Mansion tax? A palace tax is what we need

We now see hereditary peers as an anachronism, but refuse to see the same applies to the Royals

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Last week Ed Miliband audaciously promised a mansion tax on homes worth over £2m and was rightly praised.

In the end though, he was too pusillanimous and timid to take the final, logical step, a palace tax. So the policy would make, say, the CEO of Marks & Spencer pay the tax on his home, but not the Queen who “resides” in eight or so palaces, or Prince Charles who occupies many fine abodes, and all those other princes and princesses and sundry living in royal mansions. Yes, mansions. Unlike the poor, the spoilt Royals won’t pay bedroom taxes either. OK, these opulent residences, even if properly taxed, would not swell the national revenues much. But it is the principle. Why should this clan be, and expect to be, excused from all laws trying to make the country fairer and more equitable? They could volunteer for inclusion, but they don’t, because they know their subjects, from left to right, the poorest and most wretched, to those with money and power, are happy to indulge and adore them. Which is why millions were generously spent on the Jubilee during the recession and the monarch showed off her diamonds in a special, and especially crass, exhibition. Punters queued up, paid up and gawped at the gems, a Queen’s best friends.

This in a country where last week, senior academics and children’s charities warned that child poverty was increasing rapidly and asked the government to urgently review its approach to this crisis. Week after week we hear of businesses collapsing and layoffs. The young, our future, have no jobs to go to or dream of. Suicide rates, especially among middle-aged men have risen by 15 per cent since 2007 and some experts link that to the recession. I see many more homeless people on our streets and hopelessness on the faces of people living in tough neighbourhoods.

Incredibly, in these hardest of times, the adulation and glorification of royals is reaching new heights or depths, more accurately. Last week, BBC Radio4’s Woman’s Hour – one of my favourite programmes – broadcast their list of the nation’s most powerful women. The Queen, who inherited her position and is apparently just a figurehead, came top. OK, she deserves some respect because she’s been around a long time, performed her duties and lived through some major historical changes. However, the judges simply endorsed their own, unexamined royalist sympathies and that of the BBC which rarely gives republicanism a fair hearing. The choice also exposes that the big Establishment lie that the monarch has no clout. She does, and uses it when necessary and without accountability. In January, we learnt that the Queen and Prince Charles were given powers to veto legislation 39 times and that she blocked parliament debating air strikes on Iraq. As for political neutrality, it’s a joke. These are natural-born old Tories with no empathy at all for the other parties.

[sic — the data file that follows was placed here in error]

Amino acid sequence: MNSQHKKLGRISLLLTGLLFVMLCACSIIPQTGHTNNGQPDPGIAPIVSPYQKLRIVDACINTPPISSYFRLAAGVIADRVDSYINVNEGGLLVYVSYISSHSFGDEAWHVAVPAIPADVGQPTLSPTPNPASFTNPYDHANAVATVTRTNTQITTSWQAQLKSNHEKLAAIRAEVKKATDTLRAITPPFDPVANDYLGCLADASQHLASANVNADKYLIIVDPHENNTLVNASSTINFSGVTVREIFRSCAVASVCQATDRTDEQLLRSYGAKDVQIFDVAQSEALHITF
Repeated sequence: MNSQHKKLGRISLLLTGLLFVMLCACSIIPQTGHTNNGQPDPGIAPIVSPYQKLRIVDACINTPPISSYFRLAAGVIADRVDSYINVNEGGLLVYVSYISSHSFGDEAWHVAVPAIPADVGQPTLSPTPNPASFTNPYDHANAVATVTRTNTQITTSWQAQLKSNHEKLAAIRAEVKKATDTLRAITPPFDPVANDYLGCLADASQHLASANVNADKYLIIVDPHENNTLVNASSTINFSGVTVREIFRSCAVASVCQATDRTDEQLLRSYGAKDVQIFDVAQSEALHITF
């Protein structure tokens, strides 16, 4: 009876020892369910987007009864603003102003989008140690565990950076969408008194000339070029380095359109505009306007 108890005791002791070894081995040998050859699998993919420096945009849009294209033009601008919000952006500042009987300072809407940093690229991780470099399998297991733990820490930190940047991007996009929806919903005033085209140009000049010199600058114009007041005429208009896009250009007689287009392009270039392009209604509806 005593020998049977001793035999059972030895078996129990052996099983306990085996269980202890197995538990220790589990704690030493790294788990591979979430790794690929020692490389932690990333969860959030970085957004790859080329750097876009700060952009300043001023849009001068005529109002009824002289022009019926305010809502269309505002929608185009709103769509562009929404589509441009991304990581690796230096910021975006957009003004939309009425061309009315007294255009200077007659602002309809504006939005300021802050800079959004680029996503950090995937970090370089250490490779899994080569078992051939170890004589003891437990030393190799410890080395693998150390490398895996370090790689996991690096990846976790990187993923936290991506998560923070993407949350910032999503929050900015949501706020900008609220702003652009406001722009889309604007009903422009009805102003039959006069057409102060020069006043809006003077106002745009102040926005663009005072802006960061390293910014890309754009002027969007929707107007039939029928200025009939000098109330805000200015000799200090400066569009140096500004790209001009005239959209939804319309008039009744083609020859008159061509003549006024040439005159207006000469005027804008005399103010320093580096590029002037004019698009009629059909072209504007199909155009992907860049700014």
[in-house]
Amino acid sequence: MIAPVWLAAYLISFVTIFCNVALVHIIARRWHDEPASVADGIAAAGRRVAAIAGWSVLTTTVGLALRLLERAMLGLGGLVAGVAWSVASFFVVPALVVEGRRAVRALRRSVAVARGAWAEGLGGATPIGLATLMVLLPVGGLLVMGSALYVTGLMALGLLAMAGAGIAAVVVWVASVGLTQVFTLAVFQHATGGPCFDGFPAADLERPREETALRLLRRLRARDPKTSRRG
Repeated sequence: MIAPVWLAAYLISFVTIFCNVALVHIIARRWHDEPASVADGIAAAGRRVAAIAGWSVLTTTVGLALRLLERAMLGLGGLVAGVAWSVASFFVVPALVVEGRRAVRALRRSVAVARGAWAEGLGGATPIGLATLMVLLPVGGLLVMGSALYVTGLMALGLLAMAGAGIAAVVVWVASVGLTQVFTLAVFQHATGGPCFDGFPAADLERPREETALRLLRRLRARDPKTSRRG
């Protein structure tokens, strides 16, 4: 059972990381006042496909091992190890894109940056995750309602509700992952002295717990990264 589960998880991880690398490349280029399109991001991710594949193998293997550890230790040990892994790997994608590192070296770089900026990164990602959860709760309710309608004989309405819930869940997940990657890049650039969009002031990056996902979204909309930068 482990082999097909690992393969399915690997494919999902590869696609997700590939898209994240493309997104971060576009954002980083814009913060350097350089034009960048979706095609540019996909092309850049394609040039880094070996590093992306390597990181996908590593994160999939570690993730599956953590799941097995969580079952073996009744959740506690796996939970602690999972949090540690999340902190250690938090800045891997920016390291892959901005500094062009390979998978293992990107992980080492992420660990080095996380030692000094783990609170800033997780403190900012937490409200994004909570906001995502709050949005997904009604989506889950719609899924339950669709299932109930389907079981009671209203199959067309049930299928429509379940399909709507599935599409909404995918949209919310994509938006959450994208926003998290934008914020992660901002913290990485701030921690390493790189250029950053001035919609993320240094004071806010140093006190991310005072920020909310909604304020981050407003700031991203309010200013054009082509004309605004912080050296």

The Audience, a new play by Peter Morgan, opens next month. It’s about the Queen and her “frank” views of her successive Prime Ministers and yes, she is played by Helen Mirren. Audiences will love it for sure, her royal self humbling elected and accountable leaders who worked and fought for their positions.

The population is so brainwashed now that they can’t think clearly and rationally about the institution or its dysfunctional family. It is, as the theatre director Richard Eyre says, a cult which denies “the light of reason”, an altar before which the people metaphorically cross themselves, “crook the neck... bend the spine, bob and curtsey”. More disheartening still is that the liberal intelligentsia, arty types, serious writers, even scientists, who claim to be smart atheists, succumb to this cult.

Recently, at Madame Tussauds, female visitors voted on the man they most fancy. George Clooney came first and Prince Harry second. And all because they believe the Kate and William fairy tale. More seriously ( and embarrassingly), the Princesses Beatrice and Eugenie, daughters of Prince Andrew, girls who wear funny hats, have been appointed British trade emissaries, now that Andrew himself has been grounded because of his dubious mates and dealings. Just why and how this decision was made, has not been explained. It’s that blue blood again. As the inimitable Will Self wrote in Prospect: “The monarchy infantilizes the public and squats like a fat toad atop the still-existent hierarchy of class in British society.”

That hideous tradition of obsequiousness has allowed the Royals to keep their financial affairs secret for too long. Now the Public Accounts Committee headed by the formidable Margaret Hodge is about to scrutinise their tax affairs. The Queen’s accounts will be audited for the first time and Prince Charles, who regards his Duchy of Cornwall (53,000 hectares) as his private, economic fiefdom, may pay more tax, maybe lose some valets and button his own shirts. Hodge is performing her public duty and honourably, though she is going where angels fear to tread.

Britons now understand that hereditary peers are an anachronism, but refuse to see the same applies to the state funded Royals. They won’t abandon their blind faith or imagine the alternatives. No system is forever. There is a better, fairer way to run a country. At least let yourself think about it.

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